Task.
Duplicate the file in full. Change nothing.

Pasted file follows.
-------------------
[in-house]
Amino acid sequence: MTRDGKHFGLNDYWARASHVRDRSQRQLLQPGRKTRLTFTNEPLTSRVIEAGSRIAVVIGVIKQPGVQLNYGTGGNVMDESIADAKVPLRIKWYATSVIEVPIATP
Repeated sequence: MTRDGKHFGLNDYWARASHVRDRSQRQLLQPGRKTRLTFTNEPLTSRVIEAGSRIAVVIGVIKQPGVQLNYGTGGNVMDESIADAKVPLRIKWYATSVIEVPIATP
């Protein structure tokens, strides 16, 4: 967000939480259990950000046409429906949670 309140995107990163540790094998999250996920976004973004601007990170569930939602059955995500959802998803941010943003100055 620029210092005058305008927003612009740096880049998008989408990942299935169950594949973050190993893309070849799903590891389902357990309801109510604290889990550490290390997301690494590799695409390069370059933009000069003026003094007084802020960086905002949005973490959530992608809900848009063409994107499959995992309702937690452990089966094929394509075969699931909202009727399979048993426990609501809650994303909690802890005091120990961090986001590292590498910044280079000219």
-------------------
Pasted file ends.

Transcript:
[in-house]
Amino acid sequence: MTRDGKHFGLNDYWARASHVRDRSQRQLLQPGRKTRLTFTNEPLTSRVIEAGSRIAVVIGVIKQPGVQLNYGTGGNVMDESIADAKVPLRIKWYATSVIEVPIATP
Repeated sequence: MTRDGKHFGLNDYWARASHVRDRSQRQLLQPGRKTRLTFTNEPLTSRVIEAGSRIAVVIGVIKQPGVQLNYGTGGNVMDESIADAKVPLRIKWYATSVIEVPIATP
């Protein structure tokens, strides 16, 4: 967000939480259990950000046409429906949670 309140995107990163540790094998999250996920976004973004601007990170569930939602059955995500959802998803941010943003100055 620029210092005058305008927003612009740096880049998008989408990942299935169950594949973050190993893309070849799903590891389902357990309801109510604290889990550490290390997301690494590799695409390069370059933009000069003026003094007084802020960086905002949005973490959530992608809900848009063409994107499959995992309702937690452990089966094929394509075969699931909202009727399979048993426990609501809650994303909690802890005091120990961090986001590292590498910044280079000219």